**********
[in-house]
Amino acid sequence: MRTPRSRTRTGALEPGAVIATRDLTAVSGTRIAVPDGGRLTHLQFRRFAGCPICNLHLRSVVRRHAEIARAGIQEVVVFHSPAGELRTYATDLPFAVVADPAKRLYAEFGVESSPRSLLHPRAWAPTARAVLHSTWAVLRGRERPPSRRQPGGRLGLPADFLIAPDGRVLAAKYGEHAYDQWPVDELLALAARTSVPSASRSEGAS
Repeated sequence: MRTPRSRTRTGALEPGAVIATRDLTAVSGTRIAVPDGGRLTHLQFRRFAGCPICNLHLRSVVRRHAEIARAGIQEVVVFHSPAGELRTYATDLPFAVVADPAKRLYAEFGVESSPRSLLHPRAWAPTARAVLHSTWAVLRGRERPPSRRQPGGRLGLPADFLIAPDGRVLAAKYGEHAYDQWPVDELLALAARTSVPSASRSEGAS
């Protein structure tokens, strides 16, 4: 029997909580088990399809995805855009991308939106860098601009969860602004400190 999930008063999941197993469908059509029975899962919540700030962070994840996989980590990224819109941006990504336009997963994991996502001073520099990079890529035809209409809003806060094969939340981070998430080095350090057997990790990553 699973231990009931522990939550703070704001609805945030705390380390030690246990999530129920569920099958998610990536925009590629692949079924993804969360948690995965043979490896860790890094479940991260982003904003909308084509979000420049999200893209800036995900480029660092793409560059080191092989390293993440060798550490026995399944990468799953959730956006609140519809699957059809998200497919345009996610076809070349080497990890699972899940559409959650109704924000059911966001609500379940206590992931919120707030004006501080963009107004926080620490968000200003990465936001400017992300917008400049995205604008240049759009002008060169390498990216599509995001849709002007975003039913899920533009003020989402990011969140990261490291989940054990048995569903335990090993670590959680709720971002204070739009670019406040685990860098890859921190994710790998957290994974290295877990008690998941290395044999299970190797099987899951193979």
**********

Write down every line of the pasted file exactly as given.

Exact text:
[in-house]
Amino acid sequence: MRTPRSRTRTGALEPGAVIATRDLTAVSGTRIAVPDGGRLTHLQFRRFAGCPICNLHLRSVVRRHAEIARAGIQEVVVFHSPAGELRTYATDLPFAVVADPAKRLYAEFGVESSPRSLLHPRAWAPTARAVLHSTWAVLRGRERPPSRRQPGGRLGLPADFLIAPDGRVLAAKYGEHAYDQWPVDELLALAARTSVPSASRSEGAS
Repeated sequence: MRTPRSRTRTGALEPGAVIATRDLTAVSGTRIAVPDGGRLTHLQFRRFAGCPICNLHLRSVVRRHAEIARAGIQEVVVFHSPAGELRTYATDLPFAVVADPAKRLYAEFGVESSPRSLLHPRAWAPTARAVLHSTWAVLRGRERPPSRRQPGGRLGLPADFLIAPDGRVLAAKYGEHAYDQWPVDELLALAARTSVPSASRSEGAS
């Protein structure tokens, strides 16, 4: 029997909580088990399809995805855009991308939106860098601009969860602004400190 999930008063999941197993469908059509029975899962919540700030962070994840996989980590990224819109941006990504336009997963994991996502001073520099990079890529035809209409809003806060094969939340981070998430080095350090057997990790990553 699973231990009931522990939550703070704001609805945030705390380390030690246990999530129920569920099958998610990536925009590629692949079924993804969360948690995965043979490896860790890094479940991260982003904003909308084509979000420049999200893209800036995900480029660092793409560059080191092989390293993440060798550490026995399944990468799953959730956006609140519809699957059809998200497919345009996610076809070349080497990890699972899940559409959650109704924000059911966001609500379940206590992931919120707030004006501080963009107004926080620490968000200003990465936001400017992300917008400049995205604008240049759009002008060169390498990216599509995001849709002007975003039913899920533009003020989402990011969140990261490291989940054990048995569903335990090993670590959680709720971002204070739009670019406040685990860098890859921190994710790998957290994974290295877990008690998941290395044999299970190797099987899951193979």